In a fragile world on the brink of World War II, a young Englishwoman takes a job as a housemother at an unconventional boarding school in Vienna. Soon everyone at the Hallendorf School, from the headmaster to the mysterious groundsman, relies on her for nurturing, What happens when the menace of Hitler's power reaches this idyllic world makes for a powerfully moving tale.
Rating: 4.5 out of 5 boxes
Target Audience: Teens, clean romance readers
High point: The dreaminess
Low point: It's the last one...
Reader maturity: 13+
A Song for Summer is somewhat bittersweet for me, because it brings me to the end of Eva Ibbotson's novels. Fortunately, it went out with a bang and tied with The Morning Gift as my favorite.
I finally put my finger on how to describe these novels, which are all so alike, it's hard to write an individual review. A Song for Summer is like the best kind of dream, with a virtuous, smart and pretty girl falling in love with a mysterious (but good!) man in a place more beautiful than can be described. This story, in particular, nailed the main character--like all the others, she's sort of, well, perfect, but she's a lot less overtly perfect than her counterparts from the other books. The love interest is also less selfish than his counterparts, making for a much more interesting story. There are so many threads and backstories that weave together in this one.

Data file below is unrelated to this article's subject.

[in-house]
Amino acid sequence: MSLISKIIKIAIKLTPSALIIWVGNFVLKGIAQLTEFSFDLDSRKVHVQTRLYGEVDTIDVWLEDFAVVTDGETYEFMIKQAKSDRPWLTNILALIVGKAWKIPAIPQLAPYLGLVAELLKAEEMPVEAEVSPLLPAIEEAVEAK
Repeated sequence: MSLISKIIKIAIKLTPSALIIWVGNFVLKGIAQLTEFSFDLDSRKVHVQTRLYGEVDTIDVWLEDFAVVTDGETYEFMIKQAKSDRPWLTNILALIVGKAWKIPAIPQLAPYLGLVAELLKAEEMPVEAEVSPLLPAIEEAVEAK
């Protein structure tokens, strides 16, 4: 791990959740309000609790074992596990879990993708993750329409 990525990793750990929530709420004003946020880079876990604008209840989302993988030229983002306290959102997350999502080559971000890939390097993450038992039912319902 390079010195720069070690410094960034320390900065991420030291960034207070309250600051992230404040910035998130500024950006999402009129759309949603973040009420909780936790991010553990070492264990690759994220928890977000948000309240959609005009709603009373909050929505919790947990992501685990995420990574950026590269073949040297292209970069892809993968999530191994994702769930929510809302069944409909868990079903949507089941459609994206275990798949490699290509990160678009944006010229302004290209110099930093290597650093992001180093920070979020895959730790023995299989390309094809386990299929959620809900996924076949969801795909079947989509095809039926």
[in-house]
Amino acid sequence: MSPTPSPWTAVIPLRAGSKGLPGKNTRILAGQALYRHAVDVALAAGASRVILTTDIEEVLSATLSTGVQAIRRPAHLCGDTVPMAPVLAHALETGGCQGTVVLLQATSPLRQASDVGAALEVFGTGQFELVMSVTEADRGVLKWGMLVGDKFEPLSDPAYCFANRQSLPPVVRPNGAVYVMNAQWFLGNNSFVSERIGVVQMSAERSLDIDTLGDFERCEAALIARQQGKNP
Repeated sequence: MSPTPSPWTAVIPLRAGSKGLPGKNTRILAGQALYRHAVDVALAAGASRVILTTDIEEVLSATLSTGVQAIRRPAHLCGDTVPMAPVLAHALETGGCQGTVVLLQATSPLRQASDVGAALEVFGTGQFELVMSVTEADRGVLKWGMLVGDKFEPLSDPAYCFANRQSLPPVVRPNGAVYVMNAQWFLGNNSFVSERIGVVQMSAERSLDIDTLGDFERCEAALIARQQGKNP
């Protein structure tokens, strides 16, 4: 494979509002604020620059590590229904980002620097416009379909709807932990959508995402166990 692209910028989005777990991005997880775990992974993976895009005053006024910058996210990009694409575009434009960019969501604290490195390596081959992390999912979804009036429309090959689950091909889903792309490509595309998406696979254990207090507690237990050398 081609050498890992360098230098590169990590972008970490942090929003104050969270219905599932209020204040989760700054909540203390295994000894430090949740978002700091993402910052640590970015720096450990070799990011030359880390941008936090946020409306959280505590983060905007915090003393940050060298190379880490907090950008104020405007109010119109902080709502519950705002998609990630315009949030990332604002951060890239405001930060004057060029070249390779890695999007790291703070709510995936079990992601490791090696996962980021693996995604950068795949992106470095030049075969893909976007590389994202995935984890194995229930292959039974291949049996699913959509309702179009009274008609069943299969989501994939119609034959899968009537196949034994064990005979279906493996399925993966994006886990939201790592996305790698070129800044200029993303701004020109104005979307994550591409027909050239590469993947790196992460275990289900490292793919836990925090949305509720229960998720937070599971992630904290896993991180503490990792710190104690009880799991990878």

The students at the school where Ellen teaches help complete the novel. They pop out and grow and change; their excitement is the readers' excitement. I couldn't help but wish to be privy to a viewing of some of their antics.
This will spoil the ending, so if you haven't read anything by Eva Ibbotson, stop here. The ending is happy, of course, which is one reason that makes this the best kind of dream--drama, romance and a happily ever after.
Title: A Song for Summer
Author: Eva Ibbotson
Genre: Teen Fiction - Romance & Friendship
Book Source: Purchased